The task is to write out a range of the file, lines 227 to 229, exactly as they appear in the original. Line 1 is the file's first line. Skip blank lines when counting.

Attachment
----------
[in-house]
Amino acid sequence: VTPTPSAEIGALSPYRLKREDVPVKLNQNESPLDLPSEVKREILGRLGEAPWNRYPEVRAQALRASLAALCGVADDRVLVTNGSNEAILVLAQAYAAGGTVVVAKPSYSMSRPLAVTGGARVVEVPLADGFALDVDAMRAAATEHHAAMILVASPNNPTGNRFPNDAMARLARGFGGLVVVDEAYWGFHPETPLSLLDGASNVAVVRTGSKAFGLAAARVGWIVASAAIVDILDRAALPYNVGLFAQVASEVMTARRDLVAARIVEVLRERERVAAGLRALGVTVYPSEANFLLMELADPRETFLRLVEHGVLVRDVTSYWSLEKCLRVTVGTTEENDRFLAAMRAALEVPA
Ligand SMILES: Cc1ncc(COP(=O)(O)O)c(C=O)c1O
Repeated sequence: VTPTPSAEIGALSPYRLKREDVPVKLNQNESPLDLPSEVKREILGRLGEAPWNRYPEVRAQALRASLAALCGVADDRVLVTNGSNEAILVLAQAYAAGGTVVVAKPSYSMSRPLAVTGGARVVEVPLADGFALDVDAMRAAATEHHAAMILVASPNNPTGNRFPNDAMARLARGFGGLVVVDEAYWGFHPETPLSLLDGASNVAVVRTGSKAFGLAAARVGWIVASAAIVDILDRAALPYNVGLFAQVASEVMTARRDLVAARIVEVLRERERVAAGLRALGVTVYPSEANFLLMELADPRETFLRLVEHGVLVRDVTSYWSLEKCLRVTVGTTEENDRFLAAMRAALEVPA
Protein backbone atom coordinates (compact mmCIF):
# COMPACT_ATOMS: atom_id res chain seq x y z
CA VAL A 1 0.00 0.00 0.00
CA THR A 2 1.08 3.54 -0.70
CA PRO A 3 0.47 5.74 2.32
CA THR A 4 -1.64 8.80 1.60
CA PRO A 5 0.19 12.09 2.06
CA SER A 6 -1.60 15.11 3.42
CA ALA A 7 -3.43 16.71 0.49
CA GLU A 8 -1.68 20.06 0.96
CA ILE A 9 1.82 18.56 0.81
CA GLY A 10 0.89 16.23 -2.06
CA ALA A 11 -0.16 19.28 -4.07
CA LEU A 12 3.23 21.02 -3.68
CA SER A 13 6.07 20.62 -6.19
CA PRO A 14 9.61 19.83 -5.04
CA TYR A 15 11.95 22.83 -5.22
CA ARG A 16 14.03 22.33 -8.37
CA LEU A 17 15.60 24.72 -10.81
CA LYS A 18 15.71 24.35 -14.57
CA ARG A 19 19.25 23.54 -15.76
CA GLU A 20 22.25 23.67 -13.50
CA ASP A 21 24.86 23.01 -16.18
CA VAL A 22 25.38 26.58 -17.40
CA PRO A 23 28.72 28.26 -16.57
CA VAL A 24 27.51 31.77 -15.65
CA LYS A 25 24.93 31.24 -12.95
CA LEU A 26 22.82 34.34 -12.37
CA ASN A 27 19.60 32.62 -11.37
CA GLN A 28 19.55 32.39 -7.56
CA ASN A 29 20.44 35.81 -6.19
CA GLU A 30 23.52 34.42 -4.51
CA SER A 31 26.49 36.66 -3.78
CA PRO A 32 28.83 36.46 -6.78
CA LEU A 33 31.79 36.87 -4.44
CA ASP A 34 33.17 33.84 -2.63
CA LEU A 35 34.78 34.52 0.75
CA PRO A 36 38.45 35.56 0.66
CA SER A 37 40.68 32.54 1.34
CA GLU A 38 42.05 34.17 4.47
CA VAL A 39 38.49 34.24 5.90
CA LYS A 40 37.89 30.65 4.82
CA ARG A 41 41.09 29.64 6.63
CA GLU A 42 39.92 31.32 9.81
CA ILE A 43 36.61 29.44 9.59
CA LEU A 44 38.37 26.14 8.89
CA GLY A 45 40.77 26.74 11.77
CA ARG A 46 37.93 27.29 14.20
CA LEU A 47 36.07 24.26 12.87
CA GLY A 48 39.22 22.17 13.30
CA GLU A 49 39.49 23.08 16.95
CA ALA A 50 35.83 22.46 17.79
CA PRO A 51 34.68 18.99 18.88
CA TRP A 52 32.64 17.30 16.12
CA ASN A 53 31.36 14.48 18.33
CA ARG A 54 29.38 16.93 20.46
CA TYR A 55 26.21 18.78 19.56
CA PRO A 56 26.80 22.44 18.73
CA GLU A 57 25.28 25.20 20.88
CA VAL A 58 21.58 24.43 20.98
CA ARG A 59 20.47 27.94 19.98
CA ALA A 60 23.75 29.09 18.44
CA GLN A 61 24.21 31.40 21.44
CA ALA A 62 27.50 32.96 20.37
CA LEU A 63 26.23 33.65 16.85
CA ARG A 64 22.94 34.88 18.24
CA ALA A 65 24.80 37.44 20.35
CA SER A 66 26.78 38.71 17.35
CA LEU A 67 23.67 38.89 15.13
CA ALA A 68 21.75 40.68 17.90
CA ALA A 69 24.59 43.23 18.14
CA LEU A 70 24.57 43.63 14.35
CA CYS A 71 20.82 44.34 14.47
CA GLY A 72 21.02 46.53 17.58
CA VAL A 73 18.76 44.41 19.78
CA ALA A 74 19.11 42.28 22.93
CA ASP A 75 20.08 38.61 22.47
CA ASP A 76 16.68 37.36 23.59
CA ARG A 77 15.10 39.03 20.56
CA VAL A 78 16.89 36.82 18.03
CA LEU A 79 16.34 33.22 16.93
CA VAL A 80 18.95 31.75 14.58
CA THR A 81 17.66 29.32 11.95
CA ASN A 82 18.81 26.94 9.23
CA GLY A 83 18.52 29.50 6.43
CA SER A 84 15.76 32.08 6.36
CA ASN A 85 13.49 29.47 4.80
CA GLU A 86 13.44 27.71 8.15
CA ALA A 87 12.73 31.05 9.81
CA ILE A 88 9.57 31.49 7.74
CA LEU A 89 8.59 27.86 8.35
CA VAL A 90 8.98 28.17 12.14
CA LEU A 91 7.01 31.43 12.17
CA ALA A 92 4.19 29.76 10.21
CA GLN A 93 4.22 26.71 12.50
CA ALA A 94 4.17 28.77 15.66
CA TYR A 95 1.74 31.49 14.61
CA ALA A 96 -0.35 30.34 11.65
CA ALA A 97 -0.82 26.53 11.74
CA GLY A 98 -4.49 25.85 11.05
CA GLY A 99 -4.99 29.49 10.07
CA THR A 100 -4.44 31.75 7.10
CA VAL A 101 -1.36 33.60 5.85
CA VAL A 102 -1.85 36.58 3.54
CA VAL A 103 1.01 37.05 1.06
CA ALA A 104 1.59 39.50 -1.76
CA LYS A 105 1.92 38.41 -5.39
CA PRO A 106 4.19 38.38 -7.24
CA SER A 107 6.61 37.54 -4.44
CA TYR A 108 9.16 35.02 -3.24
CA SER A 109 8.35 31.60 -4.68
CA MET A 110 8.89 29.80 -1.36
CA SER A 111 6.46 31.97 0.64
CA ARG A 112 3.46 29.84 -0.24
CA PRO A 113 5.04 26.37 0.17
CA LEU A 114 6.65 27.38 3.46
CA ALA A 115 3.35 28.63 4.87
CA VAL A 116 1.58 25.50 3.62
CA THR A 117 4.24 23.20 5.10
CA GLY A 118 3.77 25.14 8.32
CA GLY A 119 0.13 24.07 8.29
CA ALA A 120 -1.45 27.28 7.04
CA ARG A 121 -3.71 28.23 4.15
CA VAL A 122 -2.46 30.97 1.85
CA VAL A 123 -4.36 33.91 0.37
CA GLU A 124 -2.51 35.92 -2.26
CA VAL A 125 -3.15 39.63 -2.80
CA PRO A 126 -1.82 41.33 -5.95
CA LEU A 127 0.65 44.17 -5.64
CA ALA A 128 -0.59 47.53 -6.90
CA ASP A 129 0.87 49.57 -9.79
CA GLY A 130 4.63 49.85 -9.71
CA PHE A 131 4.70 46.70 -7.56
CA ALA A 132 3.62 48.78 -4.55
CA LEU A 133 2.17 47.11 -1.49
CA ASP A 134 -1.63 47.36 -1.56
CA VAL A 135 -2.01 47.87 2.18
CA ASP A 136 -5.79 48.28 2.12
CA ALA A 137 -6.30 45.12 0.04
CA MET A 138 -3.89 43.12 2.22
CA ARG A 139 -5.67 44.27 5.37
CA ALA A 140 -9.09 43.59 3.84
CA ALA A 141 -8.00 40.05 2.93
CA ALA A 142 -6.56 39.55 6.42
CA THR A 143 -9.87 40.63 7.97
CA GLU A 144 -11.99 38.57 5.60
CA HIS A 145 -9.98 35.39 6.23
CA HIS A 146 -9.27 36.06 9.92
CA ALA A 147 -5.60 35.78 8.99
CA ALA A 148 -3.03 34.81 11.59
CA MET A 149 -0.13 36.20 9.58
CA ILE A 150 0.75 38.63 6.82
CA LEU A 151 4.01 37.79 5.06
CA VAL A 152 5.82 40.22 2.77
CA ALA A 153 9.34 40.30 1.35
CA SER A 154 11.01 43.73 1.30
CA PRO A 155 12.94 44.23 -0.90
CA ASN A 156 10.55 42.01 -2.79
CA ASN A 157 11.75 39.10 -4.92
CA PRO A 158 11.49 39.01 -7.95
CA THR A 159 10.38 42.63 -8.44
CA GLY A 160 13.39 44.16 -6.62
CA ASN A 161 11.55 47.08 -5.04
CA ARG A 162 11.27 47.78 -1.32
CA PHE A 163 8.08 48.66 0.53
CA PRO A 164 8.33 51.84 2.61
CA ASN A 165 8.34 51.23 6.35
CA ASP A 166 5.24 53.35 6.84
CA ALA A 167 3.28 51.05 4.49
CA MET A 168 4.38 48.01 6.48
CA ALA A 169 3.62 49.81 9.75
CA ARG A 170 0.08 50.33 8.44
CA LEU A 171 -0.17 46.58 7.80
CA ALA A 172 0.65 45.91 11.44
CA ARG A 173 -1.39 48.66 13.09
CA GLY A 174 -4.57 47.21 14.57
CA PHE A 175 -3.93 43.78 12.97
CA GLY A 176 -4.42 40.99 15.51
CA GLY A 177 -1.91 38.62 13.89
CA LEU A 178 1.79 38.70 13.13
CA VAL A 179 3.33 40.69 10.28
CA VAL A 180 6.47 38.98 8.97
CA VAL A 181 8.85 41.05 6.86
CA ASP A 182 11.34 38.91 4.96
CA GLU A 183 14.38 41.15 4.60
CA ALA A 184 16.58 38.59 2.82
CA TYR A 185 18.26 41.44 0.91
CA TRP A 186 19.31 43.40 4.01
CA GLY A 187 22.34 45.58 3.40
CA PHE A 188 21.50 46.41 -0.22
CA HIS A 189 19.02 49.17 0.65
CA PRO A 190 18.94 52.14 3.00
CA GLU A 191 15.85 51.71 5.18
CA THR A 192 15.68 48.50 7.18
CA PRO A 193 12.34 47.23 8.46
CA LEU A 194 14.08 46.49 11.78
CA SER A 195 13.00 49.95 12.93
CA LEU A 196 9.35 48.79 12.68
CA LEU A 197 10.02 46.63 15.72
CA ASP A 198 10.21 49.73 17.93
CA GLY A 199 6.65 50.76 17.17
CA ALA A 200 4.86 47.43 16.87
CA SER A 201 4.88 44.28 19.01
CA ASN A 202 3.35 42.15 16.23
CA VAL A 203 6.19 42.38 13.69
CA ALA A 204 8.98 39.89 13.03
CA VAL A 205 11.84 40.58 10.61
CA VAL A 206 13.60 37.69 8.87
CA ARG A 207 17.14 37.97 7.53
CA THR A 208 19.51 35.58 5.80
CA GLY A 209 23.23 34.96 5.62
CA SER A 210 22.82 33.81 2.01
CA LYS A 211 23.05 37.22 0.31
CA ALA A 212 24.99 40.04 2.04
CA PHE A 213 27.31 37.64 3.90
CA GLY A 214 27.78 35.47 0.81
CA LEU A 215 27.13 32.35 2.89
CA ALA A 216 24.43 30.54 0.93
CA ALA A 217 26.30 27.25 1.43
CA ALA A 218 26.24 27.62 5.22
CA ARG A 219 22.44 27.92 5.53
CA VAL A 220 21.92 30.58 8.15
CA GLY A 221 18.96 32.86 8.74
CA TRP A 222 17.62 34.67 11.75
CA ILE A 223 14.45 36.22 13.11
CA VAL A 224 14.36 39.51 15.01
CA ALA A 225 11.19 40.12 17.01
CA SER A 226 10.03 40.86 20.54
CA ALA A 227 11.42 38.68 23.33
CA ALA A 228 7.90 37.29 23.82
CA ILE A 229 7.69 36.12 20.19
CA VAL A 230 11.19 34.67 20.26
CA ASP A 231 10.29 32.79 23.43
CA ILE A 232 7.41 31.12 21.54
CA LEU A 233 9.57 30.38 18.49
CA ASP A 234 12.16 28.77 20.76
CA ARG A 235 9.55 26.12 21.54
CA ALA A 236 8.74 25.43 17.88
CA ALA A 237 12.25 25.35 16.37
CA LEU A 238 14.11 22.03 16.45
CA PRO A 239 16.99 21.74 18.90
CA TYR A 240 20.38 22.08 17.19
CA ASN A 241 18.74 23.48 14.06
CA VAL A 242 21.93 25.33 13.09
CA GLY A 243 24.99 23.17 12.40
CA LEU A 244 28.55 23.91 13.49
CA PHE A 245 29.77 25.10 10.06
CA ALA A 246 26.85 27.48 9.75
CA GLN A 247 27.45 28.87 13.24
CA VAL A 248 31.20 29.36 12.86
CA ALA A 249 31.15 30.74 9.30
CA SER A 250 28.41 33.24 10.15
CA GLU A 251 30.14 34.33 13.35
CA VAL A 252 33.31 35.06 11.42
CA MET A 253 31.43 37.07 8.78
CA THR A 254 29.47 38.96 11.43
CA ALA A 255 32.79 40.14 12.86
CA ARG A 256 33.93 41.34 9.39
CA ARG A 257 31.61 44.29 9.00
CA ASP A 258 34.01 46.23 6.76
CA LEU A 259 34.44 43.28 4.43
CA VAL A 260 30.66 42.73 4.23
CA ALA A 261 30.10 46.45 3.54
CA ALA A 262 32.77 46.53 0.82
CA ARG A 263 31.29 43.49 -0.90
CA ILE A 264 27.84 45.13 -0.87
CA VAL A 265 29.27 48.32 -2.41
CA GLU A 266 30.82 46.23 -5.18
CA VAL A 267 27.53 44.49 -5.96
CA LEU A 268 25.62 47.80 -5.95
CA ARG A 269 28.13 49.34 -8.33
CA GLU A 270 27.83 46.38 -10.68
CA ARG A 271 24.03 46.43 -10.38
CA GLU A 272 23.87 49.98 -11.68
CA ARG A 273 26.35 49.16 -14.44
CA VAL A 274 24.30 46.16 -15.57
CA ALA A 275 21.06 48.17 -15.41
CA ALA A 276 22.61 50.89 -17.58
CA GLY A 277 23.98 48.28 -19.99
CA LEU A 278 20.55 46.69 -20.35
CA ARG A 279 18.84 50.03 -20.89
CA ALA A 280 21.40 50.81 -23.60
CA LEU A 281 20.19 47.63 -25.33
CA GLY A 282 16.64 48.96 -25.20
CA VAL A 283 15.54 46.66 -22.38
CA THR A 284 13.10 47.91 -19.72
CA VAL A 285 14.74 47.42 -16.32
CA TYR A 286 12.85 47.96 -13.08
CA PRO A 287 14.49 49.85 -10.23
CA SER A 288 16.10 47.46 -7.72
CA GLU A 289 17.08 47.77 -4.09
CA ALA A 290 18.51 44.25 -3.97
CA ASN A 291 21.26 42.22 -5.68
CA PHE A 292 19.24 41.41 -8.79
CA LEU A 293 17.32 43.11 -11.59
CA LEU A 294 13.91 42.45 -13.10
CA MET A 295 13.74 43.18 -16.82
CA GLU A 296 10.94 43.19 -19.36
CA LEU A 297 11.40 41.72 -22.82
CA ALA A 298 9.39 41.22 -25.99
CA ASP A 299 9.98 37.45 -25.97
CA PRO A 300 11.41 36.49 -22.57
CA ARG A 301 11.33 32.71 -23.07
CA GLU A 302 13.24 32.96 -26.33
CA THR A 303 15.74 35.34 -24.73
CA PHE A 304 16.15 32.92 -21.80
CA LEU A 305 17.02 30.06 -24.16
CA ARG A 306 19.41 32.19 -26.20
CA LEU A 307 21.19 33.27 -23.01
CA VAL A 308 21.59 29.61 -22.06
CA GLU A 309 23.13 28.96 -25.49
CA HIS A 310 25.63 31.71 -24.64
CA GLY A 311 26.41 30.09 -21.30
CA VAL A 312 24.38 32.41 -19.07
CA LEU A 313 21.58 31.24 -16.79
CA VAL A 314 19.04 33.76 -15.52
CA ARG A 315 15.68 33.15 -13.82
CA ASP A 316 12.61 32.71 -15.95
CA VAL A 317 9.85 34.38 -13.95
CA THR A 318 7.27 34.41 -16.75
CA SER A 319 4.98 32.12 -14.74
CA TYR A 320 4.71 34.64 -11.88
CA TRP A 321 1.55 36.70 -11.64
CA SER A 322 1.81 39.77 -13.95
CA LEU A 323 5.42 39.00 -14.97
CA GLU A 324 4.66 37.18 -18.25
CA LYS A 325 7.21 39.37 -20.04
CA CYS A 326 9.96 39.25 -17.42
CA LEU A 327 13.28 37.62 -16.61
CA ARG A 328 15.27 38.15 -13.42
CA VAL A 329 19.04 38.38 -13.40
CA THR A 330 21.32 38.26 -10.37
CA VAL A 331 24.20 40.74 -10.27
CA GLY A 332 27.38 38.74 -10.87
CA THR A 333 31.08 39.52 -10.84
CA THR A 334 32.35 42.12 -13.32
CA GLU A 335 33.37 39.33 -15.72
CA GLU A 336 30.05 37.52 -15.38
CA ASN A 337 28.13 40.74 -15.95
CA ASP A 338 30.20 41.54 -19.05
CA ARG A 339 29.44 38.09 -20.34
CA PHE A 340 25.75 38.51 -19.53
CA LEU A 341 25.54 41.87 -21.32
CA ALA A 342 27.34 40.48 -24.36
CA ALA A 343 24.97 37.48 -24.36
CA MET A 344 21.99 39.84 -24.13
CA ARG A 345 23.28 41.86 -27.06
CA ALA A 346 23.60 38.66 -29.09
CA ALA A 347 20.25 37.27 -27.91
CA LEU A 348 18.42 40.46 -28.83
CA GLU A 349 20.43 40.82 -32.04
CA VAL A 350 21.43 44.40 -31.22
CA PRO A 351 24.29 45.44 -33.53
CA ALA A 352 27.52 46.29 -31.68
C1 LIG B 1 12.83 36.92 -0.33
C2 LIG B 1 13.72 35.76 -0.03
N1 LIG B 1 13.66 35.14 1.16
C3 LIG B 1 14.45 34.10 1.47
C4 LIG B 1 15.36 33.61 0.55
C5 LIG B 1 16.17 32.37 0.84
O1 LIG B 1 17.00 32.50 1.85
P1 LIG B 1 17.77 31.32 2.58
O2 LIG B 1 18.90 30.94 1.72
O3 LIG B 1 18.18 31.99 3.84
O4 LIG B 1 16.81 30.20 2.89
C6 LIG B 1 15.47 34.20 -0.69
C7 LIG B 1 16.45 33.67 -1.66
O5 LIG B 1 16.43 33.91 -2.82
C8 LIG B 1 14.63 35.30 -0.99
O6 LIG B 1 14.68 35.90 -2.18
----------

CA GLY A 221 18.96 32.86 8.74
CA TRP A 222 17.62 34.67 11.75
CA ILE A 223 14.45 36.22 13.11